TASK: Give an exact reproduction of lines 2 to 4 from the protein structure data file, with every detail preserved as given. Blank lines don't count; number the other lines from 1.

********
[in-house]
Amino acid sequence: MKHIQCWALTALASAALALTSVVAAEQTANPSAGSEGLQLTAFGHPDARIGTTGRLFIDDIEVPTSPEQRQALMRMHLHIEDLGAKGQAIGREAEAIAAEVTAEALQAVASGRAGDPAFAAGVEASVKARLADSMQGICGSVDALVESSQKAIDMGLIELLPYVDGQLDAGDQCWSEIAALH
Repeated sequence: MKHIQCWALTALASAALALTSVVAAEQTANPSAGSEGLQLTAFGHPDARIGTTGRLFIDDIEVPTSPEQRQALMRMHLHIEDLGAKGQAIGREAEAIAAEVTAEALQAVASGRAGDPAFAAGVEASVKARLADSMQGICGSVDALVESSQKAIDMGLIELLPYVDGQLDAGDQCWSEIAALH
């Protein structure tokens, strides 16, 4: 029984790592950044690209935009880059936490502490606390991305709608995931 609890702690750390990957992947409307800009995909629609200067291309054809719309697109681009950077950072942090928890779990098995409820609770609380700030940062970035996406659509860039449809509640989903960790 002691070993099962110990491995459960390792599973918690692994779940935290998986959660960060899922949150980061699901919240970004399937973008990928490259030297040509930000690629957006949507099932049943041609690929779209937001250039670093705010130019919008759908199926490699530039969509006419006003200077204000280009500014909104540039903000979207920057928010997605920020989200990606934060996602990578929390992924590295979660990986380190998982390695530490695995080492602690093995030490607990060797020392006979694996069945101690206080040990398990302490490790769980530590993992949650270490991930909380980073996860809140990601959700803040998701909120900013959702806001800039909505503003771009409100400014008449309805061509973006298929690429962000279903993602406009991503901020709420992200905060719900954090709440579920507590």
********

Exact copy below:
Amino acid sequence: MKHIQCWALTALASAALALTSVVAAEQTANPSAGSEGLQLTAFGHPDARIGTTGRLFIDDIEVPTSPEQRQALMRMHLHIEDLGAKGQAIGREAEAIAAEVTAEALQAVASGRAGDPAFAAGVEASVKARLADSMQGICGSVDALVESSQKAIDMGLIELLPYVDGQLDAGDQCWSEIAALH
Repeated sequence: MKHIQCWALTALASAALALTSVVAAEQTANPSAGSEGLQLTAFGHPDARIGTTGRLFIDDIEVPTSPEQRQALMRMHLHIEDLGAKGQAIGREAEAIAAEVTAEALQAVASGRAGDPAFAAGVEASVKARLADSMQGICGSVDALVESSQKAIDMGLIELLPYVDGQLDAGDQCWSEIAALH
């Protein structure tokens, strides 16, 4: 029984790592950044690209935009880059936490502490606390991305709608995931 609890702690750390990957992947409307800009995909629609200067291309054809719309697109681009950077950072942090928890779990098995409820609770609380700030940062970035996406659509860039449809509640989903960790 002691070993099962110990491995459960390792599973918690692994779940935290998986959660960060899922949150980061699901919240970004399937973008990928490259030297040509930000690629957006949507099932049943041609690929779209937001250039670093705010130019919008759908199926490699530039969509006419006003200077204000280009500014909104540039903000979207920057928010997605920020989200990606934060996602990578929390992924590295979660990986380190998982390695530490695995080492602690093995030490607990060797020392006979694996069945101690206080040990398990302490490790769980530590993992949650270490991930909380980073996860809140990601959700803040998701909120900013959702806001800039909505503003771009409100400014008449309805061509973006298929690429962000279903993602406009991503901020709420992200905060719900954090709440579920507590």